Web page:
the name of various officers and
magistrates, in the imperial period, of whom the principal were as
1. The imperial procuratores, who received a salary of 200 sestertia. Dio
Cassius (53.15) says that the procuratores first received a salary in the
time of Augustus, and that they derived their title from the amount of their
salary. We thus read of centenarii, &c., as well as of ducenarii.
(See Capitolin. Pertin.
2; Orelli, Inscript.
No. 946.) Claudius granted to the procuratores ducenarii the consular
ornaments (Suet. Cl. 24
). [p. 1.695]
2. A class or decuria of judices, first established by Augustus. They were so
called because their property, as valued in the census, only amounted to 200
sestertia, and they tried causes of small importance. (Suet. Aug. 32
3. Officers who commanded two centuries, and who held the same rank as the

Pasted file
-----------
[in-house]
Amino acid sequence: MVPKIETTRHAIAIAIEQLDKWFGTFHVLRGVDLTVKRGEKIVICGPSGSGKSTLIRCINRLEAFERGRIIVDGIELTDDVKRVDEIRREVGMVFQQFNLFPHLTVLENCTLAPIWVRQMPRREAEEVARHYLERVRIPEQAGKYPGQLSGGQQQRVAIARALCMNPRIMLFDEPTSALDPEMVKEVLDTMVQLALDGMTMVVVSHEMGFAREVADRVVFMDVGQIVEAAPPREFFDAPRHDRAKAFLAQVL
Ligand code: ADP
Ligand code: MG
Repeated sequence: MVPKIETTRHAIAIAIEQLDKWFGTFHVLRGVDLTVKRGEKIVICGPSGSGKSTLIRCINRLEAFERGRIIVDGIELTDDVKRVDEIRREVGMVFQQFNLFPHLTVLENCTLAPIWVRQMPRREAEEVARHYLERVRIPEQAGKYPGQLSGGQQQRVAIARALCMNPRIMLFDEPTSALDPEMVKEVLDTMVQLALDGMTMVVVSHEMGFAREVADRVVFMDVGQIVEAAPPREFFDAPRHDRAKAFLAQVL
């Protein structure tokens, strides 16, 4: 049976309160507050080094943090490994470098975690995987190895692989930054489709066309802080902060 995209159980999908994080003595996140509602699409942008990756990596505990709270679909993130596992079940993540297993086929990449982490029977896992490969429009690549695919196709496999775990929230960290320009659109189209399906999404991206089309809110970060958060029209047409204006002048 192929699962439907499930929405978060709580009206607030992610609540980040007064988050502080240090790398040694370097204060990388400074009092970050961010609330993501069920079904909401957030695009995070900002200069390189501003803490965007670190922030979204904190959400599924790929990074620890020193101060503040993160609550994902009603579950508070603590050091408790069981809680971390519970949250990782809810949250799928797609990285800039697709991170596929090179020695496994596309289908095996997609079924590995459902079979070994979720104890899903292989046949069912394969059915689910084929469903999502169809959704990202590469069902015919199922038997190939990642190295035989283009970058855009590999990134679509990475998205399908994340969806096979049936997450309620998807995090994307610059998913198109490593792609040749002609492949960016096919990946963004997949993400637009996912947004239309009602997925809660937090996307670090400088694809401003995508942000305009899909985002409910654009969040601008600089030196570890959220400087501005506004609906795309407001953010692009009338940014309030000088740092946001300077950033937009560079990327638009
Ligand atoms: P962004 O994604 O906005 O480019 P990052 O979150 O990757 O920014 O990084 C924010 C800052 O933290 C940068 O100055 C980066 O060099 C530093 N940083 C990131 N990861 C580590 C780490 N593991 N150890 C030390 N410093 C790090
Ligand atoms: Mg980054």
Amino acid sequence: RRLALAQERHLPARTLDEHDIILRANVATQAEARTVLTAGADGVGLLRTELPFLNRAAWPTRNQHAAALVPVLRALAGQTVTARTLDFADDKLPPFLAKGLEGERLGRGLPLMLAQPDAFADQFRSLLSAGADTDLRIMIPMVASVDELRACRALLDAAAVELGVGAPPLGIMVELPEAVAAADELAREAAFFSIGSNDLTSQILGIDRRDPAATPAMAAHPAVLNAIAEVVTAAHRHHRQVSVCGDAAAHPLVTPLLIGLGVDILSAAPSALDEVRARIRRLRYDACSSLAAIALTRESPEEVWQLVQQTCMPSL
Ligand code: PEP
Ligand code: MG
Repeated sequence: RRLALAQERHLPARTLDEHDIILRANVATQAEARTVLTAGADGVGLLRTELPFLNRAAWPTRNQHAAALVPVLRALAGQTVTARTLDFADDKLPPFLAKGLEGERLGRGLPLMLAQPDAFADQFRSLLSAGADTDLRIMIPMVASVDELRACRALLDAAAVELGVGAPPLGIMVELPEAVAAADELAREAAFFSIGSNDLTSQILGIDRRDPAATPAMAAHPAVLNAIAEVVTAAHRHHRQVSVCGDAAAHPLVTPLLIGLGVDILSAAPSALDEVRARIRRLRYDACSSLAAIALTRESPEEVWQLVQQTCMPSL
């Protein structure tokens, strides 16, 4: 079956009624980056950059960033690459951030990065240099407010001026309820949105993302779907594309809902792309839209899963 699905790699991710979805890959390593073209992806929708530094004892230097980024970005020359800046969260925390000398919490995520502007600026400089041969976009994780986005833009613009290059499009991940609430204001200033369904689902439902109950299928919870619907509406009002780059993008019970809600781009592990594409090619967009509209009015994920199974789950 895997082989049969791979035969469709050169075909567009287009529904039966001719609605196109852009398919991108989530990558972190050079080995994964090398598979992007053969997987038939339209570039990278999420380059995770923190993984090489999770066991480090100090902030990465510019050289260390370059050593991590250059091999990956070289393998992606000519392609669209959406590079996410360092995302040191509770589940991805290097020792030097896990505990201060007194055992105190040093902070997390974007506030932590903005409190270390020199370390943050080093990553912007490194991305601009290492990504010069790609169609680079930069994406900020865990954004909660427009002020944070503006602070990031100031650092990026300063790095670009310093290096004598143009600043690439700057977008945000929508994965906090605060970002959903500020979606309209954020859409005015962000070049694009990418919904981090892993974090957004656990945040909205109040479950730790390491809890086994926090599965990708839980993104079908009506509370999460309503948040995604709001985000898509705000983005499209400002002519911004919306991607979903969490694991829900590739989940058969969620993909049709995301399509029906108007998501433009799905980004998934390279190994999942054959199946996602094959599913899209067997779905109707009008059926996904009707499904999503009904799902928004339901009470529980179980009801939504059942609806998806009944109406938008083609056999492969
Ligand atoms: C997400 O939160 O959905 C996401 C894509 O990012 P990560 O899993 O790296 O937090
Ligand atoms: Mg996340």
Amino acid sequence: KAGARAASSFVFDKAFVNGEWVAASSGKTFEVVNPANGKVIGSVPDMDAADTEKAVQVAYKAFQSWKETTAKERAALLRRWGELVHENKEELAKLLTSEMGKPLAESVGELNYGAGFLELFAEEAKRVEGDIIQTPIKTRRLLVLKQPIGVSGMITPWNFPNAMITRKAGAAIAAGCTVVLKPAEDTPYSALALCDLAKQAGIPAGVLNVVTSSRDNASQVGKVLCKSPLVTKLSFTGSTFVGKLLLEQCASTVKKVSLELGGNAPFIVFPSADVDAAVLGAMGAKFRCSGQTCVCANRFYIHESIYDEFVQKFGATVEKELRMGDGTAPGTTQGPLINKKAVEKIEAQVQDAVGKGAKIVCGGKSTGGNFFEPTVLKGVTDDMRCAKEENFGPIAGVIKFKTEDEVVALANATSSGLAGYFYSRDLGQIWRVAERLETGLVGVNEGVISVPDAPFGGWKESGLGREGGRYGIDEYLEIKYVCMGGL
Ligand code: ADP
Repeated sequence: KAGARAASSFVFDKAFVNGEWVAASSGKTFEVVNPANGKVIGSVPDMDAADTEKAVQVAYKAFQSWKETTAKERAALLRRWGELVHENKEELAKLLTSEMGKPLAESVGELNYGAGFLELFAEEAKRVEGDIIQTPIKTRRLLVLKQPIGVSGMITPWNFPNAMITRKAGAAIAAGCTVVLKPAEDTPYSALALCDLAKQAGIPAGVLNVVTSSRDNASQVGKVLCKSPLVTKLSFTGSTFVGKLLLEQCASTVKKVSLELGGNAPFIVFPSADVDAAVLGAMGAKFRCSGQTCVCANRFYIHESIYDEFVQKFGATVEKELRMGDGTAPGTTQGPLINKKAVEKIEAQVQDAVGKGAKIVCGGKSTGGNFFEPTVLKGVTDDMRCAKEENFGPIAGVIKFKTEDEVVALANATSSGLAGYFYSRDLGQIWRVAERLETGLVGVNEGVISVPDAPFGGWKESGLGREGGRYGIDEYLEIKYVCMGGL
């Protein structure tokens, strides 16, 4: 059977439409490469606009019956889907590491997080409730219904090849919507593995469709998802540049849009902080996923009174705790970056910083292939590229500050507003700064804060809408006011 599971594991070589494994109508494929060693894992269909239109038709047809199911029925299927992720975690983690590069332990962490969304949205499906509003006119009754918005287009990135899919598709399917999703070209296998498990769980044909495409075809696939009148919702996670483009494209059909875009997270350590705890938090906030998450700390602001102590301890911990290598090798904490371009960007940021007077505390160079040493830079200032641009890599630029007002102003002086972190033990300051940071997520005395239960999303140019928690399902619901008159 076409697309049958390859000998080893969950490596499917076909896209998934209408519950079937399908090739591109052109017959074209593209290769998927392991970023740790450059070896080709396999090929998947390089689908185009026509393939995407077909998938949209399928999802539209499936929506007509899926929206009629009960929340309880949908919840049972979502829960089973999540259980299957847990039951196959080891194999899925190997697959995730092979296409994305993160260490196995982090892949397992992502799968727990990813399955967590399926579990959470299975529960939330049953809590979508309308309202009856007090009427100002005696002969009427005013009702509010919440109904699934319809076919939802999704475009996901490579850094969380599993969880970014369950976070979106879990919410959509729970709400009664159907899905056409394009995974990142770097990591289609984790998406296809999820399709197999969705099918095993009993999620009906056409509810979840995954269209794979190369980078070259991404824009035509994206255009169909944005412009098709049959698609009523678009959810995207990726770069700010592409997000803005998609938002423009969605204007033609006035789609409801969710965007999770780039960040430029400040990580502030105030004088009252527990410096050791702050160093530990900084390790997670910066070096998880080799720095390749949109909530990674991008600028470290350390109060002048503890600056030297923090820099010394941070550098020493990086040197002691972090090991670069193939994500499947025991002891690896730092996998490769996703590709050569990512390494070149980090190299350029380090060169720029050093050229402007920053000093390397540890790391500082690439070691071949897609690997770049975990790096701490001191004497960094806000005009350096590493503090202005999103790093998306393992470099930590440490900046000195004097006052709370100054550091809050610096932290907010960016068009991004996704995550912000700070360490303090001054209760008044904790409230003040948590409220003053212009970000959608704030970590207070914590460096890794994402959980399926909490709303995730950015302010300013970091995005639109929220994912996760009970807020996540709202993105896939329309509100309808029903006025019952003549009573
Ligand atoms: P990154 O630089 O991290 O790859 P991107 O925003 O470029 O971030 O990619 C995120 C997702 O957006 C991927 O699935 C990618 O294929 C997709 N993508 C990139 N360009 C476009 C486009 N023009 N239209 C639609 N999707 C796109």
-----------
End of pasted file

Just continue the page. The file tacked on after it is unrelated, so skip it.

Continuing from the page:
primi hastati in the ancient legion. (Veget. 2.8; Orelli,
4. The imperial household troops, who were under the authority of the
They are frequently
mentioned among the agentes in rebus,
ushers. (Cod. 1, tit. 31; 12, tit. 20.)
In the third century A.D. and later the title is often applied in
inscriptions to protectores Augusti
and to many
officials of equestrian rank, as praefecti legionum,
praefecti vehiculorum, imperatori a consiliis.
In these cases
it appears to denote the rank as well as the salary of the official, and is
seldom used without the addition of another title. (Th. Mommsen in
5.121-7.) The office of a ducenarius
(Cod. Th. 1.9, 1; 12.1, 5).